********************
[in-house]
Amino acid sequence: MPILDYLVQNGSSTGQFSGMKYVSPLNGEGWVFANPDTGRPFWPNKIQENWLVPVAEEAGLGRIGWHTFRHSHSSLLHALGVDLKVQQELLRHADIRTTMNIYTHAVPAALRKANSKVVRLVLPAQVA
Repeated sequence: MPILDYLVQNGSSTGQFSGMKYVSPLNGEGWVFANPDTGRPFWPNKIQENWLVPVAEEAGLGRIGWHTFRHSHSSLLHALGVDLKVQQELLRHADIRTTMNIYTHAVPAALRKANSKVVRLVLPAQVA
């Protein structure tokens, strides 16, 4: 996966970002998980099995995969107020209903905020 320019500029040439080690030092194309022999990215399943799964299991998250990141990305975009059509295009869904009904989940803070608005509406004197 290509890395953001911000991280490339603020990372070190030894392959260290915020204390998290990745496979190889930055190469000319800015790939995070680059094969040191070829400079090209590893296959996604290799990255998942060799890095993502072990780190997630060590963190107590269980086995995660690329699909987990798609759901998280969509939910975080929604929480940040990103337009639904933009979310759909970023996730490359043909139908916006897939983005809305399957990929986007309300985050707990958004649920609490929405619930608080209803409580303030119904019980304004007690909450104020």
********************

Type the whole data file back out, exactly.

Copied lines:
[in-house]
Amino acid sequence: MPILDYLVQNGSSTGQFSGMKYVSPLNGEGWVFANPDTGRPFWPNKIQENWLVPVAEEAGLGRIGWHTFRHSHSSLLHALGVDLKVQQELLRHADIRTTMNIYTHAVPAALRKANSKVVRLVLPAQVA
Repeated sequence: MPILDYLVQNGSSTGQFSGMKYVSPLNGEGWVFANPDTGRPFWPNKIQENWLVPVAEEAGLGRIGWHTFRHSHSSLLHALGVDLKVQQELLRHADIRTTMNIYTHAVPAALRKANSKVVRLVLPAQVA
């Protein structure tokens, strides 16, 4: 996966970002998980099995995969107020209903905020 320019500029040439080690030092194309022999990215399943799964299991998250990141990305975009059509295009869904009904989940803070608005509406004197 290509890395953001911000991280490339603020990372070190030894392959260290915020204390998290990745496979190889930055190469000319800015790939995070680059094969040191070829400079090209590893296959996604290799990255998942060799890095993502072990780190997630060590963190107590269980086995995660690329699909987990798609759901998280969509939910975080929604929480940040990103337009639904933009979310759909970023996730490359043909139908916006897939983005809305399957990929986007309300985050707990958004649920609490929405619930608080209803409580303030119904019980304004007690909450104020």